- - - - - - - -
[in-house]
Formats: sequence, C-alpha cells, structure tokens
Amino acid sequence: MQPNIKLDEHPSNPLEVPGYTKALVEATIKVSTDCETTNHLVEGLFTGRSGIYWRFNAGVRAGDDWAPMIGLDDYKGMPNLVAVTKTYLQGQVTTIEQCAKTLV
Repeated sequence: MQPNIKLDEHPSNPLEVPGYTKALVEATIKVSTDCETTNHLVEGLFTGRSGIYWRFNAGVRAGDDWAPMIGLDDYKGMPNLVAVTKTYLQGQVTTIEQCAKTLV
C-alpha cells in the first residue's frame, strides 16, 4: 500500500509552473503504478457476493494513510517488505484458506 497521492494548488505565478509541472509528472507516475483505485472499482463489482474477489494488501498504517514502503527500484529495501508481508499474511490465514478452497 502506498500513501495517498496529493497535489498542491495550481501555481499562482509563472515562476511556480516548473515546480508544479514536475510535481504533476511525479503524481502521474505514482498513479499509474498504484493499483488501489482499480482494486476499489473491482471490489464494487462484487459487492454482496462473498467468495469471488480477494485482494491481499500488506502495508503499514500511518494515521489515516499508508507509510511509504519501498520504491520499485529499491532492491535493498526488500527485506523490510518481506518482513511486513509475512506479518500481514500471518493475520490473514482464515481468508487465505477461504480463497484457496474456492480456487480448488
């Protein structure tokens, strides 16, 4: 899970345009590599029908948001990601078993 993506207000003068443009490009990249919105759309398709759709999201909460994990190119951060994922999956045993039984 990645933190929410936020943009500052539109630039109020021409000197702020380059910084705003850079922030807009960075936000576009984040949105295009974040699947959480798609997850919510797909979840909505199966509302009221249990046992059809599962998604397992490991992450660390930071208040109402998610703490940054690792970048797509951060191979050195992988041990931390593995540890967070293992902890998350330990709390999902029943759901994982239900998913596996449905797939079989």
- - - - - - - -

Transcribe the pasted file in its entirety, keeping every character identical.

[in-house]
Formats: sequence, C-alpha cells, structure tokens
Amino acid sequence: MQPNIKLDEHPSNPLEVPGYTKALVEATIKVSTDCETTNHLVEGLFTGRSGIYWRFNAGVRAGDDWAPMIGLDDYKGMPNLVAVTKTYLQGQVTTIEQCAKTLV
Repeated sequence: MQPNIKLDEHPSNPLEVPGYTKALVEATIKVSTDCETTNHLVEGLFTGRSGIYWRFNAGVRAGDDWAPMIGLDDYKGMPNLVAVTKTYLQGQVTTIEQCAKTLV
C-alpha cells in the first residue's frame, strides 16, 4: 500500500509552473503504478457476493494513510517488505484458506 497521492494548488505565478509541472509528472507516475483505485472499482463489482474477489494488501498504517514502503527500484529495501508481508499474511490465514478452497 502506498500513501495517498496529493497535489498542491495550481501555481499562482509563472515562476511556480516548473515546480508544479514536475510535481504533476511525479503524481502521474505514482498513479499509474498504484493499483488501489482499480482494486476499489473491482471490489464494487462484487459487492454482496462473498467468495469471488480477494485482494491481499500488506502495508503499514500511518494515521489515516499508508507509510511509504519501498520504491520499485529499491532492491535493498526488500527485506523490510518481506518482513511486513509475512506479518500481514500471518493475520490473514482464515481468508487465505477461504480463497484457496474456492480456487480448488
């Protein structure tokens, strides 16, 4: 899970345009590599029908948001990601078993 993506207000003068443009490009990249919105759309398709759709999201909460994990190119951060994922999956045993039984 990645933190929410936020943009500052539109630039109020021409000197702020380059910084705003850079922030807009960075936000576009984040949105295009974040699947959480798609997850919510797909979840909505199966509302009221249990046992059809599962998604397992490991992450660390930071208040109402998610703490940054690792970048797509951060191979050195992988041990931390593995540890967070293992902890998350330990709390999902029943759901994982239900998913596996449905797939079989």